Tara Isabella Burton wrote an article  about what happened at Union Seminary the other day.  “Today in chapel,” the seminary’s official Twitter account revealed, “we confessed to plants. Together, we held our grief, joy, regret, hope, guilt and sorrow in prayer; offering them to the beings who sustain us but whose gift we too often fail to honor.”

In a follow-up tweet, Union added: “Theologies that encourage humans to dominate and master the Earth have played a deplorable role in degrading God’s creation. We must birth new theology, new liturgy to heal and sow, replacing ones that reap and destroy.”

Such a gathering might seem, well, unorthodox. But it’s indicative of the ways in which the Christian left in America has sought with varying degrees of success to reestablish itself as a dominant cultural force capable of going toe-to-toe with Trumpian evangelicalism.

Indeed, Union’s environmental reform liturgy is part of a wider trend: the marriage of the concerns of contemporary social justice activism with an attempt to revive a robust progressive Christianity.”

Tara’s reporting is pretty straightforward and there doesn’t seem to be even a hint of giggling or even a bit of a smirk.  This is pretty straightforward and educational but it can be confusing.  I have been trying to express why churches are embattled and declining in terms of a political, theological, and social paradigm and it is difficult because we have been locked in the box that politics and relgion should be separate.  Separation  of church and state and all that.  While that was shoved into our faces and we remained quiet, it became evident that what was meant was conservative religious views should be separate and remain private while leftist were allowed to do whatever they wanted.  One of our church presidents said that the Lutheran Church Missouri Synod was accused of “quietism” and never commenting on political issues while the Evangelical Lutheran Church in America never shut up.  When the Bishop of that church body declared that drinving an SUV was sin, we started talking.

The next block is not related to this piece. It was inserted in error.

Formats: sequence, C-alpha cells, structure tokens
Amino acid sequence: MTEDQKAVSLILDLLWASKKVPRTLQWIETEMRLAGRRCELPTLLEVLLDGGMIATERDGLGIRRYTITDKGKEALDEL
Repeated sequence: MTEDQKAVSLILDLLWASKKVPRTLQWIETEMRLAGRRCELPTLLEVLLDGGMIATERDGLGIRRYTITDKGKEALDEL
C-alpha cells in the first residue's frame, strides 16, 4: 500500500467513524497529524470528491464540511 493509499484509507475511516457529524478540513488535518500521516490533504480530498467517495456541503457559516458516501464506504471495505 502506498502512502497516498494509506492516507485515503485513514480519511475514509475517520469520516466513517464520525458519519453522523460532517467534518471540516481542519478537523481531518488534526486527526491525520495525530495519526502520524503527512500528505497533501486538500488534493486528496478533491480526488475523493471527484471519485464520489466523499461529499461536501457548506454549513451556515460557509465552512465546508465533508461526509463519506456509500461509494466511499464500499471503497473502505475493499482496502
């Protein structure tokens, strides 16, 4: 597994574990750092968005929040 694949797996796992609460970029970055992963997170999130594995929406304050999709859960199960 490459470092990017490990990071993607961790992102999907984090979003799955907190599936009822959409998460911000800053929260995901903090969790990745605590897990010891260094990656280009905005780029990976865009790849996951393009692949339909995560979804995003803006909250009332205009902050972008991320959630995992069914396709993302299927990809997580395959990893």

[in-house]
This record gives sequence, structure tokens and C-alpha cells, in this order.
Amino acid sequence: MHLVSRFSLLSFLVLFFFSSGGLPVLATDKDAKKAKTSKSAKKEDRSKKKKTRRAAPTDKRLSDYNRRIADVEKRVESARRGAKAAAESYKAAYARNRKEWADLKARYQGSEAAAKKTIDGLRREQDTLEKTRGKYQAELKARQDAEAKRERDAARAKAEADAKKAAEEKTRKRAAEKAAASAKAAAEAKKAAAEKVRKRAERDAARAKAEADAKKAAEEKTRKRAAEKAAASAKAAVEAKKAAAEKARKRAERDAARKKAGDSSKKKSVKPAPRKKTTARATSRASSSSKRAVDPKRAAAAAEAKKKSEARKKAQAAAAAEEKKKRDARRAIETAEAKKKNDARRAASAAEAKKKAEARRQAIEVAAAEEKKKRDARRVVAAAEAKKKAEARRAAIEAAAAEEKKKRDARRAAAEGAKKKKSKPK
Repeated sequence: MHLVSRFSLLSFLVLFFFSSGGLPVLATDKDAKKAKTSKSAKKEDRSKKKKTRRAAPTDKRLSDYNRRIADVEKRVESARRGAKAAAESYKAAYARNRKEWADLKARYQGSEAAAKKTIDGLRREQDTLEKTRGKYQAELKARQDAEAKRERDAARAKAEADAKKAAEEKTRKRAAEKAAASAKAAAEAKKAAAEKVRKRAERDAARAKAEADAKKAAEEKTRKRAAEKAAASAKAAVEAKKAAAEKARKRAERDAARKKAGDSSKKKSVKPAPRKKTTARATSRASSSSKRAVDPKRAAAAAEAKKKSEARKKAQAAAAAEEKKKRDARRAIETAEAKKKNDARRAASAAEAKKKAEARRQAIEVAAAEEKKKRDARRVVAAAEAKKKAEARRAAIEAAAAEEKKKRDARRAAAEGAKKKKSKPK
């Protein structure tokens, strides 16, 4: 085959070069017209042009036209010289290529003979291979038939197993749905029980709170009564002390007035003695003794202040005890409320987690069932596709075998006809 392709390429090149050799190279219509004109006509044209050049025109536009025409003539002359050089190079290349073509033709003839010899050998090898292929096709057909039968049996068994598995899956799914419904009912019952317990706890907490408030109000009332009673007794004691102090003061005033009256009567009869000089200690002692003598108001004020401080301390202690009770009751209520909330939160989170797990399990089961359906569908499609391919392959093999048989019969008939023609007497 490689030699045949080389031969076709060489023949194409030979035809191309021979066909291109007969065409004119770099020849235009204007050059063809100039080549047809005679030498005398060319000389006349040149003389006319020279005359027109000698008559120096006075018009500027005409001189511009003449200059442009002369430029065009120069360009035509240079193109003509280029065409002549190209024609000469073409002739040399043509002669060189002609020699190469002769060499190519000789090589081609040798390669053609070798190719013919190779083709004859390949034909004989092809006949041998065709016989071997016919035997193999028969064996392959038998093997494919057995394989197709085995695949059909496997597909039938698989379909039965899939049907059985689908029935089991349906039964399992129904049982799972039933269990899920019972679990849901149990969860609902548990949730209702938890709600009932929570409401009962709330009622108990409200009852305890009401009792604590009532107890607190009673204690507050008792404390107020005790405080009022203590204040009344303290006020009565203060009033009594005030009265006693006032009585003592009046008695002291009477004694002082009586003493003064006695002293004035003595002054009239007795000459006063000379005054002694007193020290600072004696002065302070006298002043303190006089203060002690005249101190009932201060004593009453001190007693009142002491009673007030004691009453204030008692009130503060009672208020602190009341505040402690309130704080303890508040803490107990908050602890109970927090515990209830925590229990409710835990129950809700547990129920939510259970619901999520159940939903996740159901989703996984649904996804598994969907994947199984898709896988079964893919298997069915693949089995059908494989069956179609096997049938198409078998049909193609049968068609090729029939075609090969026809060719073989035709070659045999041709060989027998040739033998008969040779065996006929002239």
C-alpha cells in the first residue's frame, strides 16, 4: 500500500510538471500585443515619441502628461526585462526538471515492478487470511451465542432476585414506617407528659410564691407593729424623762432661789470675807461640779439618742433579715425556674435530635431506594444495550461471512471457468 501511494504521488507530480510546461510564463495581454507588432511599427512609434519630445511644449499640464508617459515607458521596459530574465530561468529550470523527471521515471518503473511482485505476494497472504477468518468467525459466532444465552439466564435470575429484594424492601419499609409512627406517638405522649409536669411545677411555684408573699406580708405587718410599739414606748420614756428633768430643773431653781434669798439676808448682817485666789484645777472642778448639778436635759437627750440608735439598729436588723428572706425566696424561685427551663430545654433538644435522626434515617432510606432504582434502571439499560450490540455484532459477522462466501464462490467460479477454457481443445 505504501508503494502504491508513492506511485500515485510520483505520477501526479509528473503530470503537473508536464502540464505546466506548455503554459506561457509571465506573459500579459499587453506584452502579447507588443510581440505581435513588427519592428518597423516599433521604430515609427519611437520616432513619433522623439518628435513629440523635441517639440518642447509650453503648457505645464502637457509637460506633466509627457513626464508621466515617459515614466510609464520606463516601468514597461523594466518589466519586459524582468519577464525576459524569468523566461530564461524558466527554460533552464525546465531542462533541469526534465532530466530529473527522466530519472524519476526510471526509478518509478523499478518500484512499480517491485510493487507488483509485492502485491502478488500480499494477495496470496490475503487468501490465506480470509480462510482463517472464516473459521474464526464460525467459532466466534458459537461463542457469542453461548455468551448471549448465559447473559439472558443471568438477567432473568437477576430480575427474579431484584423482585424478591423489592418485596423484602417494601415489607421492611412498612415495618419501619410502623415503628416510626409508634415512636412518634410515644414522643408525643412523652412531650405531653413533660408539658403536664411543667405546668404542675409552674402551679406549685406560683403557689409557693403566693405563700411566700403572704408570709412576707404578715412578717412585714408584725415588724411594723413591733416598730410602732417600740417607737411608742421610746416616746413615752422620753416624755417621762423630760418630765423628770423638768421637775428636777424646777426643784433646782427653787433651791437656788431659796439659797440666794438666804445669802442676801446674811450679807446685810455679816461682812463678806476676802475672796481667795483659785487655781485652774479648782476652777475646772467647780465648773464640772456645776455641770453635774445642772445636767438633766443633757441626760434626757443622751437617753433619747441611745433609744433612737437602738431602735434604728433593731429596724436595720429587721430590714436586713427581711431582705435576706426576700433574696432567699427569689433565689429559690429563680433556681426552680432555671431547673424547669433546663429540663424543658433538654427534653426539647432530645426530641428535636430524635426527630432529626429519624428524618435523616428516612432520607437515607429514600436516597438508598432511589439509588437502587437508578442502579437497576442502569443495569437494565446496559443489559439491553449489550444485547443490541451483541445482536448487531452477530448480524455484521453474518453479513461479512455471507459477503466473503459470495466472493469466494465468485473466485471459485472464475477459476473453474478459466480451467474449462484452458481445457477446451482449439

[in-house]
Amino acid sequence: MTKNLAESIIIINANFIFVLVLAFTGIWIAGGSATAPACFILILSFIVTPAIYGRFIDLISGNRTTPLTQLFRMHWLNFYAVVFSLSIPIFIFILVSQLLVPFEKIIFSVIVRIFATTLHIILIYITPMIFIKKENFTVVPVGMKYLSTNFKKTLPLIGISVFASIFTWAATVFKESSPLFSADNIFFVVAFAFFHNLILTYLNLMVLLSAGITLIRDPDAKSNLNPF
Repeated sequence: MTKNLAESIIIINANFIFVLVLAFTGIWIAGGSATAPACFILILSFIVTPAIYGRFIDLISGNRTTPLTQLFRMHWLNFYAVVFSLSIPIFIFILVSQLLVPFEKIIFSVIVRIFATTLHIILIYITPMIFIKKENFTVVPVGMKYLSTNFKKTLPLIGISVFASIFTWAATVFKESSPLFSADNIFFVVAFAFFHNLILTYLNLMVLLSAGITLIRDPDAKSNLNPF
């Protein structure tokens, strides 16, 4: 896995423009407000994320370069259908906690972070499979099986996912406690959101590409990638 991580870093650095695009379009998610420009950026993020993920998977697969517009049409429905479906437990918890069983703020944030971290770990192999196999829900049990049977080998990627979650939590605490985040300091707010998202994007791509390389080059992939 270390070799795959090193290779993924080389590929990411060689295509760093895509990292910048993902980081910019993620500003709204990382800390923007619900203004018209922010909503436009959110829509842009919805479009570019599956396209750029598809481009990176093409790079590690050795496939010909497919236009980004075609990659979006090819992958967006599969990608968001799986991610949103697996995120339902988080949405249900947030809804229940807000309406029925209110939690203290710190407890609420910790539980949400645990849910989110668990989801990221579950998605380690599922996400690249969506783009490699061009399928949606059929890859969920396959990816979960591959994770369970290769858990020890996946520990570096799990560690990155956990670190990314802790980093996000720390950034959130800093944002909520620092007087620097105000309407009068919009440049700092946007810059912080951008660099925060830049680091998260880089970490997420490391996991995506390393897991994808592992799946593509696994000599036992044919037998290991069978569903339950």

Ms. Burton continues with this analysis – “Since its heyday in mid-20th-century America, progressive Christianity’s force has gradually been eroded as mainline Protestant churches have gone into decline. A third of all Democrats call themselves religiously unaffiliated — compared with just 13% of Republicans. Meanwhile, alternative, more explicitly progressive spiritual practices, such as contemporary witchcraft, are attracting those disillusioned with what they see as the sexism or entrenched racism of Christianity.”  I don’t know if it was her intent, but she blatantly stated what I have been trying to get to gradually in these blogs – witchcraft is an explicitly progressive spiritual practice.

The idea of “birthing a new liturgy” is a case in point.  A liturgy is God’s gift to us.  We don’t birth anything.  Liturgy is God’s word to us and we receive gifts and speak back to him what he has spoken to us.  The be so presumptuous as to attempt to “birth a new liturgy” is ultimately a denial of God as Creator.

That is nothing new.  Sin is not allowing God to be God.  To point to the environment and say that God did not create it, he does not preserve it either, is of course a denial of God as God.  When you have abandoned the God who reveals himself because you don’t like the fact that he “identifies” as male, or that he has some unreasonable rules and makes some categorical claims, you can abandon other concepts like the stewardship of creation and either worship plants, or apologize to them.  Somewhere in the esoteric hodge podge of emotions and rebellion, the plants might just start to talk to you.